The criteria for the diagnosis of iniencephaly are (1) imperfect formation of the base of the skull, particularly at the level of the foramen magnum, (2) rachischisis, and (3) exaggerated lordosis of the spine [1]. The spine is short and grossly abnormal, with kyphoscoliosis [2]. It can be classified into two groups, based on the presence or absence of encephalocele, iniencephaly apertus and iniencephaly clausus. Prognosis is poor and majority of the newborns die within hours after birth. Prenatal diagnosis of iniencephaly by ultrasonography is relatively easy due to severe anomalies of axial anatomy and vertebrae and typical fetal position. Timely prenatal diagnosis and termination offer are particularly important to reduce maternal risks [13].

While the exact etiology of iniencephaly is not clear, genetic and environmental factors have been implicated. It was reported to be associated with trisomy 13, trisomy 18, monosomy X, partial monosomy 6p, and partial trisomy 11q [4]. Low socioeconomic status, low parity, folic acid deficiency, obesity, some drugs (sulfonamides, tetracyclines, antitumor agents, and antihistamines), and congenital syphilis have been shown to increase the risk [1, 5, 6]. In our case low socioeconomic status and lack of folic acid supplementation were present, which may be the cause. There was no history of drug use and treponemal tests were negative.

The two diagnostic clues on ultrasonography that readers can learn from the case are extreme dorsal flexion of the head and an abnormally short and deformed spine. Occipital bone defect leading to an enlarged foramen magnum, irregular fusion of malformed vertebrae, and incomplete closure of vertebral arches and bodies leading to retroflexion of cervical spine and upward turned face with chin continuous with chest because of the absence of neck (star-gazing appearance) are classical sonographic features for iniencephaly [7]. If ultrasound is insufficient in diagnosis, MRI or CT can be utilized. Magnetic resonance imaging is a better diagnostic tool to evaluate the anomalies in detail, especially the ones in the brainstem and the spine, and should be considered particularly in women whose pregnancy was not interrupted [8].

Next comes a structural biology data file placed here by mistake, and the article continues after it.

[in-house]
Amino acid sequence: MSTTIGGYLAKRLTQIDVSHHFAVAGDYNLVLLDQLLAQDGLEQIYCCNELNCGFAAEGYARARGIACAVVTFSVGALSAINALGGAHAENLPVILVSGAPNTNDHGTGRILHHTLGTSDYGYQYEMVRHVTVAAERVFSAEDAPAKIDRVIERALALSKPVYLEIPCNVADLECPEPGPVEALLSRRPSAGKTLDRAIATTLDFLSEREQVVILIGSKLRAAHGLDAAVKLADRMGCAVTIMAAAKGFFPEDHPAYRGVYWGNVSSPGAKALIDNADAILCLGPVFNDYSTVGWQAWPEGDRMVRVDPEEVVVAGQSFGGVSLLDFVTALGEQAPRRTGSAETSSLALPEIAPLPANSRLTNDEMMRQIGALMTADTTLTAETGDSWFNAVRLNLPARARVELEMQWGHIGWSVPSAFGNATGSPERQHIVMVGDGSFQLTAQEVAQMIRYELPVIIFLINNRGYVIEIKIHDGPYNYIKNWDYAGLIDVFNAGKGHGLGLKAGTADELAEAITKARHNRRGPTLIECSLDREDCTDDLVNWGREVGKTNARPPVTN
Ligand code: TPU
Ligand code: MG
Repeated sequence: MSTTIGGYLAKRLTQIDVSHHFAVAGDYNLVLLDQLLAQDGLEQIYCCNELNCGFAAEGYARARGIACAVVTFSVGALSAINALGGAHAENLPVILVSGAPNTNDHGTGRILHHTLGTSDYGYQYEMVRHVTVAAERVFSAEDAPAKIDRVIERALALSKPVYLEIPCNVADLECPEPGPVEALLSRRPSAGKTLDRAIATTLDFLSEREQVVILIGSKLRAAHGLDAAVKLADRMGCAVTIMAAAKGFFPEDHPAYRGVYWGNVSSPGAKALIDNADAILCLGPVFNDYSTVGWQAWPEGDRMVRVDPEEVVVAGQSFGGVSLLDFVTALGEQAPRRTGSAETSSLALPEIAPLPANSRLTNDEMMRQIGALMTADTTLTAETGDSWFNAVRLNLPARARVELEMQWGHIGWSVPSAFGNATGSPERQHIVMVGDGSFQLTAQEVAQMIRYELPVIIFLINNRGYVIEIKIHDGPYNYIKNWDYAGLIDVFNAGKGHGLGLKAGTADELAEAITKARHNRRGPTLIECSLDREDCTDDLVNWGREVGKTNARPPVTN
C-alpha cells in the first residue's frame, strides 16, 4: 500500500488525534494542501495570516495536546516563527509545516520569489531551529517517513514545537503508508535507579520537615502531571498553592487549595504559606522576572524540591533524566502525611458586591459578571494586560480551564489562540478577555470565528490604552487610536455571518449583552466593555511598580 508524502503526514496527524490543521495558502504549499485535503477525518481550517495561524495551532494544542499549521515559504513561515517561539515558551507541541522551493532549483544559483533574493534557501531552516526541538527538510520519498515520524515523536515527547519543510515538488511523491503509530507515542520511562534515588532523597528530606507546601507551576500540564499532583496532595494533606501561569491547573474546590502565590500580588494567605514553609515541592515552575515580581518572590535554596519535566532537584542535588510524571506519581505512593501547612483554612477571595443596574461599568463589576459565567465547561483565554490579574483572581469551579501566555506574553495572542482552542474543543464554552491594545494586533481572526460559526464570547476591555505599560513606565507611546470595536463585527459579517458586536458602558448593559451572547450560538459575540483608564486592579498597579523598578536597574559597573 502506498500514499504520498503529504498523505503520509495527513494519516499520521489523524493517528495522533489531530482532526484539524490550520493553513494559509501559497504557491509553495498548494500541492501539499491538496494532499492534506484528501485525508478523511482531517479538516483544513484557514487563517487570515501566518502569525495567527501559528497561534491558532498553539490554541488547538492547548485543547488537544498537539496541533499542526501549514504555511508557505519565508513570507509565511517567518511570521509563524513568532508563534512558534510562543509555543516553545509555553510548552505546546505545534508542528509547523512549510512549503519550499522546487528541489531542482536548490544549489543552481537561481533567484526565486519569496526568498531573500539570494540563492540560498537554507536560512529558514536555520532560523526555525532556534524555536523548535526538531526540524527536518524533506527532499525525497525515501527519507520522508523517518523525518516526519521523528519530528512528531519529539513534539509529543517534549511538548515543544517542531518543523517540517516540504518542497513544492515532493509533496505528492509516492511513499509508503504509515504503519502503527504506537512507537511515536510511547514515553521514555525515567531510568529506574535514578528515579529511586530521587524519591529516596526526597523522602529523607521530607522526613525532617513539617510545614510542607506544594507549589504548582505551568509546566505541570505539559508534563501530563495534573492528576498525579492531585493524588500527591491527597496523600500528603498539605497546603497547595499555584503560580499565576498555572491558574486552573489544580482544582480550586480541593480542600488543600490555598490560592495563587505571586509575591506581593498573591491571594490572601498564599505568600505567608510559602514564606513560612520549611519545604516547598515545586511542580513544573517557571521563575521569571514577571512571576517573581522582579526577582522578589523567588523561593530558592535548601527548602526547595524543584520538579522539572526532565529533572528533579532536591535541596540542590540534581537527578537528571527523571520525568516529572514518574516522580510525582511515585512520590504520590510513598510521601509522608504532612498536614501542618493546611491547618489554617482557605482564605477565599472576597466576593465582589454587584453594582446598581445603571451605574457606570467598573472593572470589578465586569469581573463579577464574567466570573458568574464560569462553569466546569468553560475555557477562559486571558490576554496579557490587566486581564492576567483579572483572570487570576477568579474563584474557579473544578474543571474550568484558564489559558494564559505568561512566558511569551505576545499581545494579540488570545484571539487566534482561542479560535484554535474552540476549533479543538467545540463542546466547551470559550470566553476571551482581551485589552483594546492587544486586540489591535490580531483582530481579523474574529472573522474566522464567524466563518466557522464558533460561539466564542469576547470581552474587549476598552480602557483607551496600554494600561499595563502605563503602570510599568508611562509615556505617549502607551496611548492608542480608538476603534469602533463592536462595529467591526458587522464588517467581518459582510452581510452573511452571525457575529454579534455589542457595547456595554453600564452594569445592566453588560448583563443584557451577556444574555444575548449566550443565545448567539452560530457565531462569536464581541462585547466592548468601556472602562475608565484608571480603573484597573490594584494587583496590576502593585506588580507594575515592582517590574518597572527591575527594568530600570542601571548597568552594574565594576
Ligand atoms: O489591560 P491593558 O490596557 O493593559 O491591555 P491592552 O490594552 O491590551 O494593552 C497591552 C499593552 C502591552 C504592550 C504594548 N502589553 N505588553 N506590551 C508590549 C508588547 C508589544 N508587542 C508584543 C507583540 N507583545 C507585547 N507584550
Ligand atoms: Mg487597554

Two groups of anomalies lead to congenital retroflexion of spine, which are anencephaly and iniencephaly. Iniencephaly apertus can be differentiated from anencephaly with retroflexion of cervical spine. Cervical vertebrae are abnormal and retroflexed in iniencephaly while they are almost normal in anencephaly. Anencephaly shows an at least partial absence of neurocranium and no skin coverage of the retroflexed head while the retroflexed head is completely covered with skin in iniencephaly. In this case the retroflexed head was completely covered with skin without encephalocele.

Also, differential diagnosis of iniencephaly clausus should be made from Klippel-Feil syndrome (KFS) and cervical meningomyelocele [4]. Differentiation between iniencephaly clausus and KFS is important and appears to be difficult. A failure of segmentation of the cervical vertebrae during early fetal development leads to KFS. Despite the fact that abnormal and fused cervical vertebrae may be seen in both of these anomalies, in KFS, retroflexion of head and gross and devastating abnormalities of the spine are absent. In addition, KFS is not fatal and surgically correctable.

Anencephaly, microcephaly, hydrocephaly, holoprosencephaly, posterior fossa defects, and spinal defects may be seen together with iniencephaly. The most common accompanying anomalies are spina bifida (74%), diaphragmatic hernia (37%), adrenal hypoplasia (37%), club foot (32%), hypoplastic lung, single umbilical artery, omphalocele (26%), cardiovascular anomalies, genitourinary malformations, cyclopia, cleft lip and palate, and imperforated anus [9, 10].

Ultrasound is usually sufficient for diagnosis with a minimum cost and easy application. Careful ultrasonographic examination is usually effective in the diagnosis of iniencephaly during the first trimester, at the time of nuchal translucency measurement. Prenatal diagnosis has been reported to be possible as early as almost 9th gestational week by transvaginal USG [11].

Postural anomalies may cause obstructed labor and maternal trauma can occur due to hydrocephaly and extreme retroflexion of the head; therefore early diagnosis and termination of pregnancy should be offered to the parents before viability to reduce maternal risks [1214]. Since iniencephaly has a recurrence rate of 1–5%, the women should be counseled for folic acid supplementation before future pregnancies.

Conflict of Interests

The authors have no conflict of interests to disclose.


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Copyright © 2015 Esra Cinar Tanriverdi et al. This is an open access article distributed under the Creative Commons Attribution License, which permits unrestricted use, distribution, and reproduction in any medium, provided the original work is properly cited.